If you are searching for peace on your travels, this isn’t exactly a great combination. But luckily, most people who are partying all night, also aren’t up early in the morning. So, it does give you a little window for quieter exploration (depending on the cruise ship schedules).

You are open to weathering the waves of cruise ship passengers.

visiting cozumel

(c) ABR 2023

Everything else aside, there are just LOTS of cruise ship passengers, and they typically travel in big groups. So, some of the most popular spots in your Cozumel itinerary can be either pretty empty or maddeningly busy, just depending on whether you happen to roll up at the same time as a tour. That being said, if you are open to navigating these waves of people, you can still experience some areas in Cozumel without feeling completely crowded out. In fact, San Gervasio was one of the quietest ruins that I visited (besides Muyil.)

Brief History of Cozumel

Mayan ruins of Quintana Roo

An ancient gateway (c) ABR 2023

I will not claim to be any kind of expert on Cozumel history, which is long and colorful. But there is one element of the island’s history that really drew me in and is the overarching theme of this post. And that is the history of the island as a Mayan religious site and one of the most important pilgrimage locations – particularly for women. For me, this made visiting Cozumel a very important element of my trip to Quintana Roo.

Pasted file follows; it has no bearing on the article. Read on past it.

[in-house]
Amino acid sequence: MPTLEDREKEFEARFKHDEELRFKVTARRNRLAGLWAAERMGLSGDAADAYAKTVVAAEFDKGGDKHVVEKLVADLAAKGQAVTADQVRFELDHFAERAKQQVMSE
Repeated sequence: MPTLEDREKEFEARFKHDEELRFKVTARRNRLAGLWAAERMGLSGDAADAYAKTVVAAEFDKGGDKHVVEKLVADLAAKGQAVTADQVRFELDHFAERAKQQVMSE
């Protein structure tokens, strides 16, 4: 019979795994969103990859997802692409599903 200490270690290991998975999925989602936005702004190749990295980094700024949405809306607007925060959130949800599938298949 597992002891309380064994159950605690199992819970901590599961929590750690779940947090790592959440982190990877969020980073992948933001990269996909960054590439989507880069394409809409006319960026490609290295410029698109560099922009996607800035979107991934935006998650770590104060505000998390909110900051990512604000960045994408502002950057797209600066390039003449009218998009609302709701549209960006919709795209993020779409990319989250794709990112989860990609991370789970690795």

The main Mayan ruin of Cozumel, San Gervasio, is the heart of this pilgrimage. The sweeping compound was built to honor Ixchel, the Mayan goddess of fertility. Thus, many women would travel here (no small feat!) to seek the blessings of Ixchel as they navigated the complexities of motherhood.

In fact, San Gervasio is believed to have been about as important to the Mayan people at the height of the Mayan empire as Chichén Itzá. (I am not sure about whether or not modern Mayan people still worship here. If anyone has firsthand experience as a Mayan and would be willing to share, I would love to learn more!)

Modern Day Pilgrimage

Mayan ruins of Quintana Roo

San Gervasio (c) ABR 2023

In any case, Ixchel’s temple, despite being in a state of ruin now, still retains the bones of a pilgrimage site. Of particular interest to me were the ancient, stone roads that still flow through the jungles to the temple. Although the modes of travel to get here now are quite difference (and likely unimaginable to ancient peoples), arriving in San Gervasio can still feel like the height of a pilgrimage.

As a woman, I think that this history of Cozumel can still be strongly felt. Standing on the ancient roads, in a place enshrining the power of the feminine, it still feels really impactful to be here. Almost as though Ixchel still watches the people that visit her sacred space. And if anything, I had to marvel at being able to experience a place as ancient as this. It has stood the test of time, due to the ingenuity of its Mayan builders, as well as the love of modern Mayans and other Mexican people who continue to help preserve its legacy.